as some sleepy soldier groped his way to the door to attend to
a personal emergency. The quiet roofed porch was also ideal for
letter writing. Finally, writing letters with substance instead
of those perfunctorily scrawled V-mail letters that said little
except that we were still alive.
The letters written and the letters received were that sacred
umbilical cord to home and sanity that helped us to maintain
our mental and spiritual equilibrium. That time of rest also
helped to reaffirm our humanity.
One morning I decided to go to the half-track to retrieve something
I needed. As I crossed the bridge, I noticed intense activity
around the howitzers. Their muzzles were elevated so sharply
that it appeared they were preparing some celestial salute rather
then firing on some distant target.
By the time I reached the half-track, which was forward of the
battery, one of the guns fired, almost lifting me out of my boots.
The thunderous reverberations escalated to a deafening roar as
the other guns joined in the bombardment.
The firing of the guns was the signal for us to be alerted to
prepare to move out. It didn't take long to gather our few pieces
of equipment and mount our half-tracks. The sound of shouts as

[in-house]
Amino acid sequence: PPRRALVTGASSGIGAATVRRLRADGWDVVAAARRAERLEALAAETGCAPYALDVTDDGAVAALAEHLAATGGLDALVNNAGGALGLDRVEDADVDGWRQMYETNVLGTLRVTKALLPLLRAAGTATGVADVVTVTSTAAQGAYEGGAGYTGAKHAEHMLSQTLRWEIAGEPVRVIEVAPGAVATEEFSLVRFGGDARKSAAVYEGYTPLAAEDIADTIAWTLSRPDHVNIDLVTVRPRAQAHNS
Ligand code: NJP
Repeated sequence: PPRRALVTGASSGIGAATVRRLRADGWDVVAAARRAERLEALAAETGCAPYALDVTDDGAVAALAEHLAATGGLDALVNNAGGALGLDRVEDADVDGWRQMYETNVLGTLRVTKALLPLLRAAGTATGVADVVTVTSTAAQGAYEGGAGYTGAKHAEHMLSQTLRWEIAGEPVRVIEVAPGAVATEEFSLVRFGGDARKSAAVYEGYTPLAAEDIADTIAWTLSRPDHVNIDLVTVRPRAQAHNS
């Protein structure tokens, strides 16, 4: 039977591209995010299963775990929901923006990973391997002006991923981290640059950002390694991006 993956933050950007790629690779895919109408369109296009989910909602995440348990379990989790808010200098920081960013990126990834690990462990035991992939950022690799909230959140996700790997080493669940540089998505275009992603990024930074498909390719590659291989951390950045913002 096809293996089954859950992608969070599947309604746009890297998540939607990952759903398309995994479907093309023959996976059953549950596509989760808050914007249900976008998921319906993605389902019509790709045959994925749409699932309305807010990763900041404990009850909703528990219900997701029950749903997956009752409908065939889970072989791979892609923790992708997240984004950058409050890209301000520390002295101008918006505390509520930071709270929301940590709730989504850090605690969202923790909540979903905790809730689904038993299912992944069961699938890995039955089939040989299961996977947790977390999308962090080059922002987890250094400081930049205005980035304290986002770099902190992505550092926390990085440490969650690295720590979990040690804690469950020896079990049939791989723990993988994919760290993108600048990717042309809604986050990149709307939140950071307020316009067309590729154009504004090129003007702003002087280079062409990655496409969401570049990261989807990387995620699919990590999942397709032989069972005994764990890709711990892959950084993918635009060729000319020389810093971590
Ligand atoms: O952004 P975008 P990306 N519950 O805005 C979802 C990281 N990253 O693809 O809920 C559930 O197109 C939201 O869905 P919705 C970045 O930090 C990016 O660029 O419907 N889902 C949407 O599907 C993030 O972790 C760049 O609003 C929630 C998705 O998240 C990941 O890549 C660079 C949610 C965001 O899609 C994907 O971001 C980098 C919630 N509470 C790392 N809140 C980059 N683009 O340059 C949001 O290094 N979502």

orders were bellowed out filled the intervals between the battery
Within a short time we were making our way through the rubble
filled streets of Schevenhutte and soon emerged from the shelter
of the rugged hills where we had been waiting. We were greeted
with the sound of an enormous, area-wide artillery barrage. Hundreds
of other guns were firing in concert with that lonely battery
that had awakened us so rudely by the swimming pool. In the distance
could be heard the unmistakable resonant sound of the "Long
Toms", other artillery pieces, adding their deep throated
voices to the choir of misery already inflicting its deadly damage
on the waiting German troops.
Above the low overcast skies we could hear the drone of the engines
of the heavy bombers. The area sparkled with the aluminum chaff
that had been dropped to confuse the enemy Radar in advance of
In the distance, under the low overcast skies, we could see swarms
of medium bombers heading for enemy targets. Darting here and
there, sometimes disappearing into the cloud cover were American
fighter planes free-lancing their way through the skies looking
for enemy planes or targets of opportunity.
The snail-like stop and go movement of the column was always
frustrating and maddening. Jesting and other conversation within
the half-track, after a while began to wear thin. The anticipation,
the forebodings and the fears began taking their toll with an
uneasy silence descending on the vehicle.
The column finally eased off the roadway and into a large open
field, apparently a sugar beet field. The half-tracks began coiling,
but within seconds, an artillery barrage of unusual ferocity
came slamming in all around us.
My position in the half-track was the responsibility of manning